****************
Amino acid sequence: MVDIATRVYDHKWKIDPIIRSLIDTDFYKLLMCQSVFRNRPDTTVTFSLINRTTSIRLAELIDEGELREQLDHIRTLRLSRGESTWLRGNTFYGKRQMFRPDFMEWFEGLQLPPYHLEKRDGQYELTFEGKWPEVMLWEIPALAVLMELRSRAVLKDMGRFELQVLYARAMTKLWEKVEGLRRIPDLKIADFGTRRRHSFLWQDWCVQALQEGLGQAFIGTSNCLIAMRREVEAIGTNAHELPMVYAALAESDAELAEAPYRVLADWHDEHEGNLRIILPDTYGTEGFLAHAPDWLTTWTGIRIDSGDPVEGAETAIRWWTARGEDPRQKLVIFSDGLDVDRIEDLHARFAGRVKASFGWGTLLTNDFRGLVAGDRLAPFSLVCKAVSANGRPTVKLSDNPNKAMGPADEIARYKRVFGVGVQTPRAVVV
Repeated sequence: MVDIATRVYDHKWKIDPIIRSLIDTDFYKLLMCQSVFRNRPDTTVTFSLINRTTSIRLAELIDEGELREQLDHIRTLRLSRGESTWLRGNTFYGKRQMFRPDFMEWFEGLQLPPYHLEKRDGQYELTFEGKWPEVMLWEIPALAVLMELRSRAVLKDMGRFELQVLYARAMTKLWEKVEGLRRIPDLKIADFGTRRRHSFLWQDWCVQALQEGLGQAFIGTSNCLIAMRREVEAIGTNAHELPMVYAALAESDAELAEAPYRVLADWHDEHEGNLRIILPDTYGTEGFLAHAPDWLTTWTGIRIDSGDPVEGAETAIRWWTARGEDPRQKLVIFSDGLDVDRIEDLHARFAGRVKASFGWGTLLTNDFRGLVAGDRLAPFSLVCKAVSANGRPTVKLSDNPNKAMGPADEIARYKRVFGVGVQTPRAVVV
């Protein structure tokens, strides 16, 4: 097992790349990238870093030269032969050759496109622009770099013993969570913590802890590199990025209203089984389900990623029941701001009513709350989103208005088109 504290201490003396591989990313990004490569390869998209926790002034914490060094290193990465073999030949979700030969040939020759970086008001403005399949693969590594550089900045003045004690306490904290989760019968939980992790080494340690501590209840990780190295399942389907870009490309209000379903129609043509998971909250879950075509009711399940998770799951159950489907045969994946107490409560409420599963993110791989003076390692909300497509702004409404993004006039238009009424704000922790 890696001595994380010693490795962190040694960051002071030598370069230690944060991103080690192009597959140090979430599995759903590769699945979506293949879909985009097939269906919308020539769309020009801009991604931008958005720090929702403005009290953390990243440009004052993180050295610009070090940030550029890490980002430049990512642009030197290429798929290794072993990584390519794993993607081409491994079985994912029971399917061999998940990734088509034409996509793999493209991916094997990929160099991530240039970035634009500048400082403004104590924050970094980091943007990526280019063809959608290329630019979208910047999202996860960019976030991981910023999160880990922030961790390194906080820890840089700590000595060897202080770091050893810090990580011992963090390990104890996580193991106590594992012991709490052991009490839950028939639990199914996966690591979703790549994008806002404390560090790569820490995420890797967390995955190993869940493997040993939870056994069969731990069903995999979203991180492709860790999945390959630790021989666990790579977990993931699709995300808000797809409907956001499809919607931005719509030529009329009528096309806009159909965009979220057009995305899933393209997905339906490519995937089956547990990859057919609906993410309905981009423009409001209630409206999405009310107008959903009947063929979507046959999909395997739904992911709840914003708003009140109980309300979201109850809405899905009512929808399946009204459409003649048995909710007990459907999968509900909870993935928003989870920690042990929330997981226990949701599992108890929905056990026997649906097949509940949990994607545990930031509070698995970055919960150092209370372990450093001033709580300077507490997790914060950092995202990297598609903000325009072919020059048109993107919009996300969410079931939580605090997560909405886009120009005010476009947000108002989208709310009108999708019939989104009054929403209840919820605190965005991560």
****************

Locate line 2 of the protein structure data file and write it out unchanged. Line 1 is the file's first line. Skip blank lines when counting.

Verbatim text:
Repeated sequence: MVDIATRVYDHKWKIDPIIRSLIDTDFYKLLMCQSVFRNRPDTTVTFSLINRTTSIRLAELIDEGELREQLDHIRTLRLSRGESTWLRGNTFYGKRQMFRPDFMEWFEGLQLPPYHLEKRDGQYELTFEGKWPEVMLWEIPALAVLMELRSRAVLKDMGRFELQVLYARAMTKLWEKVEGLRRIPDLKIADFGTRRRHSFLWQDWCVQALQEGLGQAFIGTSNCLIAMRREVEAIGTNAHELPMVYAALAESDAELAEAPYRVLADWHDEHEGNLRIILPDTYGTEGFLAHAPDWLTTWTGIRIDSGDPVEGAETAIRWWTARGEDPRQKLVIFSDGLDVDRIEDLHARFAGRVKASFGWGTLLTNDFRGLVAGDRLAPFSLVCKAVSANGRPTVKLSDNPNKAMGPADEIARYKRVFGVGVQTPRAVVV